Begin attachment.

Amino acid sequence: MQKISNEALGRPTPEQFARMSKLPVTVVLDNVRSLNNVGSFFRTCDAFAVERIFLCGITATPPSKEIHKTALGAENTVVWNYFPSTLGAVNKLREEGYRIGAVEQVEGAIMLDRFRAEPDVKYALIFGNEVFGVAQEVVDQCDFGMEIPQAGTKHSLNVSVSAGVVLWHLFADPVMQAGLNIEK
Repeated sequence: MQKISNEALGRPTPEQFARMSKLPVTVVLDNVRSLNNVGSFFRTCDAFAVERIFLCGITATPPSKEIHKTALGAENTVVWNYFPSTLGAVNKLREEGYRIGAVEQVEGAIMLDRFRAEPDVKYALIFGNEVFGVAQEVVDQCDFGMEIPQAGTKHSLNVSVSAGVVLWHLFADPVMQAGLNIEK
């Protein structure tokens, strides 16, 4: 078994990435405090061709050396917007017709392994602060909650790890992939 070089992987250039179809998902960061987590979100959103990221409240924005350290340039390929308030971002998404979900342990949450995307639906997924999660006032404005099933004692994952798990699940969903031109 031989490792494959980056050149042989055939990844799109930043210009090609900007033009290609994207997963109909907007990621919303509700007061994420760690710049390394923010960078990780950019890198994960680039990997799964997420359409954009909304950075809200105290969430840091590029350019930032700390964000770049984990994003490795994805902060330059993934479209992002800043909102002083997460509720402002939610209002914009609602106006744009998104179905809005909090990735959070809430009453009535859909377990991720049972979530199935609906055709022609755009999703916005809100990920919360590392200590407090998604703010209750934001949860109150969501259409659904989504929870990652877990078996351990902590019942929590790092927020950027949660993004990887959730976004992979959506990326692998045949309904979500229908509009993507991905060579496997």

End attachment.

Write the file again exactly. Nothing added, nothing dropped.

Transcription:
Amino acid sequence: MQKISNEALGRPTPEQFARMSKLPVTVVLDNVRSLNNVGSFFRTCDAFAVERIFLCGITATPPSKEIHKTALGAENTVVWNYFPSTLGAVNKLREEGYRIGAVEQVEGAIMLDRFRAEPDVKYALIFGNEVFGVAQEVVDQCDFGMEIPQAGTKHSLNVSVSAGVVLWHLFADPVMQAGLNIEK
Repeated sequence: MQKISNEALGRPTPEQFARMSKLPVTVVLDNVRSLNNVGSFFRTCDAFAVERIFLCGITATPPSKEIHKTALGAENTVVWNYFPSTLGAVNKLREEGYRIGAVEQVEGAIMLDRFRAEPDVKYALIFGNEVFGVAQEVVDQCDFGMEIPQAGTKHSLNVSVSAGVVLWHLFADPVMQAGLNIEK
């Protein structure tokens, strides 16, 4: 078994990435405090061709050396917007017709392994602060909650790890992939 070089992987250039179809998902960061987590979100959103990221409240924005350290340039390929308030971002998404979900342990949450995307639906997924999660006032404005099933004692994952798990699940969903031109 031989490792494959980056050149042989055939990844799109930043210009090609900007033009290609994207997963109909907007990621919303509700007061994420760690710049390394923010960078990780950019890198994960680039990997799964997420359409954009909304950075809200105290969430840091590029350019930032700390964000770049984990994003490795994805902060330059993934479209992002800043909102002083997460509720402002939610209002914009609602106006744009998104179905809005909090990735959070809430009453009535859909377990991720049972979530199935609906055709022609755009999703916005809100990920919360590392200590407090998604703010209750934001949860109150969501259409659904989504929870990652877990078996351990902590019942929590790092927020950027949660993004990887959730976004992979959506990326692998045949309904979500229908509009993507991905060579496997």